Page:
Seal vendors and manufacturers ideally should agree contractually not to sell duplicate serial numbers or replicate logos for anybody (even within your organization) who is not on your rganization’s short list of authorized seal buyers. Seal users should test if this agreement is honored. Often it is not.

If the seal is frangible [easily broken], be sure to consider environmental conditions and any rough handling the seal may receive. Also bear in mind that robust seals on moving containers can be a safety hazard in that they can gouge eyes or skin or entrap clothing.

Seals should not be chosen based solely on cost per unit. Much higher costs often are associated with seal installation, inspection, removal, and training. With reusable (typically electronic) seals, be sure to factor in the cost of unit failures, battery replacement, and theft, loss, or vandalism of the seal, as well as the costs of protecting and returning the seals for possible reuse.

Seal Installation
Unused seals must be carefully protected before they are used, not, for example, just left lying around a loading dock. Seals should be assigned to specific individuals who are responsible for protecting and returning unused seals. Unused seals are potentially very useful to an adversary
during an attack or for practicing attacks.

At inspection time, a seal should be compared side by side with a similar, unused seal that has been protected from tampering.

Before a seal is installed, it should be checked for manufacturing defects and for evidence of pre-installation tampering (a “backdoor attack”), which can make it easier for an adversary to open the seal later without leaving evidence.

The door, hasp, or locking mechanism and all sides (including the top and bottom) of the container must be inspected. It makes little sense to seal a container with gaping holes in it or to apply a seal to a door, hasp, or locking mechanism that is faulty. (It is surprising how often people do this.)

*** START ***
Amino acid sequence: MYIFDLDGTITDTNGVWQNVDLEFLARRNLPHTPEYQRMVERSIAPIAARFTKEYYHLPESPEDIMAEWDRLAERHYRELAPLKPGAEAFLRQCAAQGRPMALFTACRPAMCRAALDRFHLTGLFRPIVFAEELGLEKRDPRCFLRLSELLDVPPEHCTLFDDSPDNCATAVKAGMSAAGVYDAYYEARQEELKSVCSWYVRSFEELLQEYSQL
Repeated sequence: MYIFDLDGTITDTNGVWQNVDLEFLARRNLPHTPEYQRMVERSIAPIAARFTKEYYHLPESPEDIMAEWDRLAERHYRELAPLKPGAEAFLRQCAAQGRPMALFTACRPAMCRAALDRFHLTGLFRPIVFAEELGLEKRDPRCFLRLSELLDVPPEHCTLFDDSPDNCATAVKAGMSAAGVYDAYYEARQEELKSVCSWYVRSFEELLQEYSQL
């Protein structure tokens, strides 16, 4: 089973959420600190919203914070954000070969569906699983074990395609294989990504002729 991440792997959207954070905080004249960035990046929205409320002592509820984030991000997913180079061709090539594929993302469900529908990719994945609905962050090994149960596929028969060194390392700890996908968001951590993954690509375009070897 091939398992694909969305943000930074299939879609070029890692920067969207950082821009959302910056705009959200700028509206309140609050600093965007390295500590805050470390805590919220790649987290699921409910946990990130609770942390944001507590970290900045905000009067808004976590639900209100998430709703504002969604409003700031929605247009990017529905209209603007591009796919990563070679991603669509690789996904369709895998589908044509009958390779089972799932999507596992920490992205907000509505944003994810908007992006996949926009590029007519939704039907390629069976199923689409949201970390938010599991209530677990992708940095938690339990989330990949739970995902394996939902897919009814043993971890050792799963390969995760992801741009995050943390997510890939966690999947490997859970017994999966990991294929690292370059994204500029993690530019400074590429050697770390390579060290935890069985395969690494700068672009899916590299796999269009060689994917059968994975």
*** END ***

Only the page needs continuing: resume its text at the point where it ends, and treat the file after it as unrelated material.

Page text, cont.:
Seal Inspection and Removal
The common misconception that unless a seal is either missing or blatantly smashed open, no unauthorized access or tampering has occurred could not be more wrong.9, 14, 21 In fact, even amateurs can attack seals in a way that leaves little (and sometimes no) evidence.9, 14, 20 Seal inspectors can detect tampering with full reliability only if they have some idea of the most likely attack scenarios and know what specifically to look for on a given seal.

Simply checking to see if the seal is intact and has the right serial number is of limited usefulness unless you are sure no potential adversary has an interest in attacking surreptitiously. A seal is called a “flag seal” when there is no concern about a surreptitious attack. A flag seal is often used to signal an employee not to unnecessarily reprocess a container. It differs from a “tamper-ndicating
seal,” which is meant to show covert tampering or intrusion attempts.

Seal inspectors should have training on the vulnerabilities and most likely attack scenarios for the seals they are using in the context in which they are used. They should have hands-on practice detecting both blatant and subtle attacks on seals. Without this training, they cannot do the
best job of detecting tampering.

A seal must be inspected carefully both before and after it is removed. Before removing the seal, the seal inspector should also check to see if the seal displays the right amount of movement, or “play,” between any two mated parts.

Seal inspectors should always compare a seal side by side with a protected, unused (“control”) seal of the same kind. (See the photo above.) This is true even for seals read at a distance with an automated reader. People are fairly proficient at side-by-side comparisons but not very good at remembering exact details, even for familiar objects. The seal inspector should compare the seal color, gloss, surface finish, size, and morphology and also check the serial number size, font, feel, and character alignment.

Seals should be inspected for evidence of repair or cosmetic coverups of holes or cuts. Smelling the seal—especially as it is being opened—is often remarkably effective in detecting the presence of epoxies, adhesives, paints, inks, solvents, or coatings that an adversary applied to the seal even months earlier to hide an attack. Alternately, relatively inexpensive, hand-held electronic sensors can detect many of the same chemicals. If time is available during the inspection, rubbing the seal with a wire brush or solvent can be very effective at detecting certain kinds of counterfeit seals or seals that have been repaired.

The door, hasp, or locking mechanism of the container, as well as its sides, top, bottom, and if possible its insides, must be inspected as well to reliably detect tampering.

After a seal is removed, used seal parts must be protected or thoroughly destroyed so that they cannot be used by an adversary for practicing or executing seal attacks. Ideally, the used seals and seal parts should be saved for some period of time to support a forensic examination if questions arise.